3D printers have finally become affordable to many consumers. With 3D printiing a user can print out actual products like clothing and guitars. But if there is some defect in the product you just printed and you get injured, who do you sue?
Nora Freeman Engstrom, associate professor at Stanford University.tackled this question in an essay in the University of Pennsylvania Law Review
This analysis suggests that if home 3-D printing really does take off, PL (product liability) litigation as we know it may, in large measure, dry up. And, if it doesn’t, the technology threatens to unsettle the theoretical justification for product liability law’s development.
Engstrom explains further
Under current “strict liability” product law, a person who is injured by a defective product can win a lawsuit without necessarily showing that the maker or distributor of the product was negligent.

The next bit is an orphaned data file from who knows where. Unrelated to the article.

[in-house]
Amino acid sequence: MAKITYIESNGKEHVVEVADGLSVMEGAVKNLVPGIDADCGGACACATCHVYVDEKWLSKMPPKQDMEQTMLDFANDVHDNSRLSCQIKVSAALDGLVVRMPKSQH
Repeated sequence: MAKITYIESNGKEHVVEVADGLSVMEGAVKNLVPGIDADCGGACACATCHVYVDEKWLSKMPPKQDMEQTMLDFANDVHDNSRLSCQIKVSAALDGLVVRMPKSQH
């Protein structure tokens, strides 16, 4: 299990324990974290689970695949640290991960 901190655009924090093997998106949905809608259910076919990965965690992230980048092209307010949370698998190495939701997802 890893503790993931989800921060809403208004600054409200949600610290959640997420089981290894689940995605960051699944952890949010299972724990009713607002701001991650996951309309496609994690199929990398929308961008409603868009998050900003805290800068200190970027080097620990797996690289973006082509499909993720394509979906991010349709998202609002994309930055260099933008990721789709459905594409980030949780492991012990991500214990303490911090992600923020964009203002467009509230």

“This means,” she said, “if you fall ill from eating tainted peanut butter you purchased at, say, Wal-Mart, you can sue Wal-Mart for your injuries – and you can prevail in that lawsuit even if Wal-Mart used all possible care in the peanut butter’s selection, storage and sale.”
On the other hand, Engstrom said, a person injured by a home-printed product would likely only be left with a negligence-based lawsuit. Negligence focuses on proving that the manufacturer, distributor or seller of the product was careless – a higher hurdle.
To read more details see 3-D Printing and Product Liability: Identifying the Obstacles